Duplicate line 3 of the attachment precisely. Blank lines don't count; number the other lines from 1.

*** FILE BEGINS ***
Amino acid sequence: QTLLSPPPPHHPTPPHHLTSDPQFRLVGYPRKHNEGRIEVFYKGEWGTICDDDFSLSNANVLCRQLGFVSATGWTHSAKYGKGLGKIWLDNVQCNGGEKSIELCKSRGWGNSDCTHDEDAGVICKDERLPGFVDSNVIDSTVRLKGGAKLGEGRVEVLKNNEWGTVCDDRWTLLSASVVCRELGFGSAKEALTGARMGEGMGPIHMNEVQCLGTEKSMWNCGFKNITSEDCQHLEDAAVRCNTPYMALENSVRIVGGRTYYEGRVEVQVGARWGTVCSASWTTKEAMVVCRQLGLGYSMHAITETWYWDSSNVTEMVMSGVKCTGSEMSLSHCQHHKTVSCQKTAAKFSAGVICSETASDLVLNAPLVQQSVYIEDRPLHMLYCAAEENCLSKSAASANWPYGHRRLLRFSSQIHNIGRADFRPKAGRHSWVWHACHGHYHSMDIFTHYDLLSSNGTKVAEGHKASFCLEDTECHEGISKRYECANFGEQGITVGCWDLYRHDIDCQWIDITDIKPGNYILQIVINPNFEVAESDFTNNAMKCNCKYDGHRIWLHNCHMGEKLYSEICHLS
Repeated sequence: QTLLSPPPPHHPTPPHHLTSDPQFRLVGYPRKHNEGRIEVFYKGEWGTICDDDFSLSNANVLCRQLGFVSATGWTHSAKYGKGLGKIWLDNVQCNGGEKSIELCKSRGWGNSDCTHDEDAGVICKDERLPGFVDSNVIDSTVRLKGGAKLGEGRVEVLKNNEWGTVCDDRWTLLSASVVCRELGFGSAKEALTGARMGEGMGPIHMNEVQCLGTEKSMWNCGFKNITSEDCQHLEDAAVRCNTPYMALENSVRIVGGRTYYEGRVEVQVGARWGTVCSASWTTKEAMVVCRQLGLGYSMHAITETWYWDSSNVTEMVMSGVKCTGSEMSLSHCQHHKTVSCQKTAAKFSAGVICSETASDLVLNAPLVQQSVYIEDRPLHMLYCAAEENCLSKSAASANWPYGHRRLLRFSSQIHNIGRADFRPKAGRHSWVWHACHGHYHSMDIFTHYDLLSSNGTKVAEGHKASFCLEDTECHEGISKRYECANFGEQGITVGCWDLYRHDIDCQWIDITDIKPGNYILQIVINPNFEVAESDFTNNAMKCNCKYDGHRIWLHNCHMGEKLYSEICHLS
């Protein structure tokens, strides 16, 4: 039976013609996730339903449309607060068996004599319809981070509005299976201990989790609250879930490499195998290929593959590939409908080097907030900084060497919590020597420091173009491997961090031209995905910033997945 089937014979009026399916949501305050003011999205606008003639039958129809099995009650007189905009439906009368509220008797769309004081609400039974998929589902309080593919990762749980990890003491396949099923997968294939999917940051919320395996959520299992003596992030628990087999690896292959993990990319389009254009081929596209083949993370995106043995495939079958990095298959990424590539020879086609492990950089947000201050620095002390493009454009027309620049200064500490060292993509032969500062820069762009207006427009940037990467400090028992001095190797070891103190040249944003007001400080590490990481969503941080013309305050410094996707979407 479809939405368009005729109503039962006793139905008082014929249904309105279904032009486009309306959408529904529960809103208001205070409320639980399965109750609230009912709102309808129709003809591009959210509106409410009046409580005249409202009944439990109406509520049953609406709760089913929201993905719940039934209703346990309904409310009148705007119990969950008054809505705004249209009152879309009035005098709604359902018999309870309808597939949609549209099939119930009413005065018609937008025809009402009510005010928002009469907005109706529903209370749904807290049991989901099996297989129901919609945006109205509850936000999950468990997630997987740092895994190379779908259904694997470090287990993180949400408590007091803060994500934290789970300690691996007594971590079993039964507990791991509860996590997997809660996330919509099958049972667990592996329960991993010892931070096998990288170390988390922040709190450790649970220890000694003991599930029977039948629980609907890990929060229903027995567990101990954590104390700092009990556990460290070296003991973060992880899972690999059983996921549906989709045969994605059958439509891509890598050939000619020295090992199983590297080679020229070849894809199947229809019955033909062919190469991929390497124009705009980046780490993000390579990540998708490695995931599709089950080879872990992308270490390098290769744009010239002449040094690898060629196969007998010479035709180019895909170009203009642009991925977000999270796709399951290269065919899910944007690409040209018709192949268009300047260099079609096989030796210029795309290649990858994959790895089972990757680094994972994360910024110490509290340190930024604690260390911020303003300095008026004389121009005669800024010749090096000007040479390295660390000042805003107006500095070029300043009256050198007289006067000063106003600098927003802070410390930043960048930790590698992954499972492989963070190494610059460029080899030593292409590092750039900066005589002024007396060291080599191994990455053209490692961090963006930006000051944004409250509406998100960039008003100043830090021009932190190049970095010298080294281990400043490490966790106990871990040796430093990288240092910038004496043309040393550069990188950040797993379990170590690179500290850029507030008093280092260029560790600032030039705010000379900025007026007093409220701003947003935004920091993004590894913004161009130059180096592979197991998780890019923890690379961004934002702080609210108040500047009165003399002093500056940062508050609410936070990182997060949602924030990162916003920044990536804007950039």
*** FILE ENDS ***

């Protein structure tokens, strides 16, 4: 039976013609996730339903449309607060068996004599319809981070509005299976201990989790609250879930490499195998290929593959590939409908080097907030900084060497919590020597420091173009491997961090031209995905910033997945 089937014979009026399916949501305050003011999205606008003639039958129809099995009650007189905009439906009368509220008797769309004081609400039974998929589902309080593919990762749980990890003491396949099923997968294939999917940051919320395996959520299992003596992030628990087999690896292959993990990319389009254009081929596209083949993370995106043995495939079958990095298959990424590539020879086609492990950089947000201050620095002390493009454009027309620049200064500490060292993509032969500062820069762009207006427009940037990467400090028992001095190797070891103190040249944003007001400080590490990481969503941080013309305050410094996707979407 479809939405368009005729109503039962006793139905008082014929249904309105279904032009486009309306959408529904529960809103208001205070409320639980399965109750609230009912709102309808129709003809591009959210509106409410009046409580005249409202009944439990109406509520049953609406709760089913929201993905719940039934209703346990309904409310009148705007119990969950008054809505705004249209009152879309009035005098709604359902018999309870309808597939949609549209099939119930009413005065018609937008025809009402009510005010928002009469907005109706529903209370749904807290049991989901099996297989129901919609945006109205509850936000999950468990997630997987740092895994190379779908259904694997470090287990993180949400408590007091803060994500934290789970300690691996007594971590079993039964507990791991509860996590997997809660996330919509099958049972667990592996329960991993010892931070096998990288170390988390922040709190450790649970220890000694003991599930029977039948629980609907890990929060229903027995567990101990954590104390700092009990556990460290070296003991973060992880899972690999059983996921549906989709045969994605059958439509891509890598050939000619020295090992199983590297080679020229070849894809199947229809019955033909062919190469991929390497124009705009980046780490993000390579990540998708490695995931599709089950080879872990992308270490390098290769744009010239002449040094690898060629196969007998010479035709180019895909170009203009642009991925977000999270796709399951290269065919899910944007690409040209018709192949268009300047260099079609096989030796210029795309290649990858994959790895089972990757680094994972994360910024110490509290340190930024604690260390911020303003300095008026004389121009005669800024010749090096000007040479390295660390000042805003107006500095070029300043009256050198007289006067000063106003600098927003802070410390930043960048930790590698992954499972492989963070190494610059460029080899030593292409590092750039900066005589002024007396060291080599191994990455053209490692961090963006930006000051944004409250509406998100960039008003100043830090021009932190190049970095010298080294281990400043490490966790106990871990040796430093990288240092910038004496043309040393550069990188950040797993379990170590690179500290850029507030008093280092260029560790600032030039705010000379900025007026007093409220701003947003935004920091993004590894913004161009130059180096592979197991998780890019923890690379961004934002702080609210108040500047009165003399002093500056940062508050609410936070990182997060949602924030990162916003920044990536804007950039």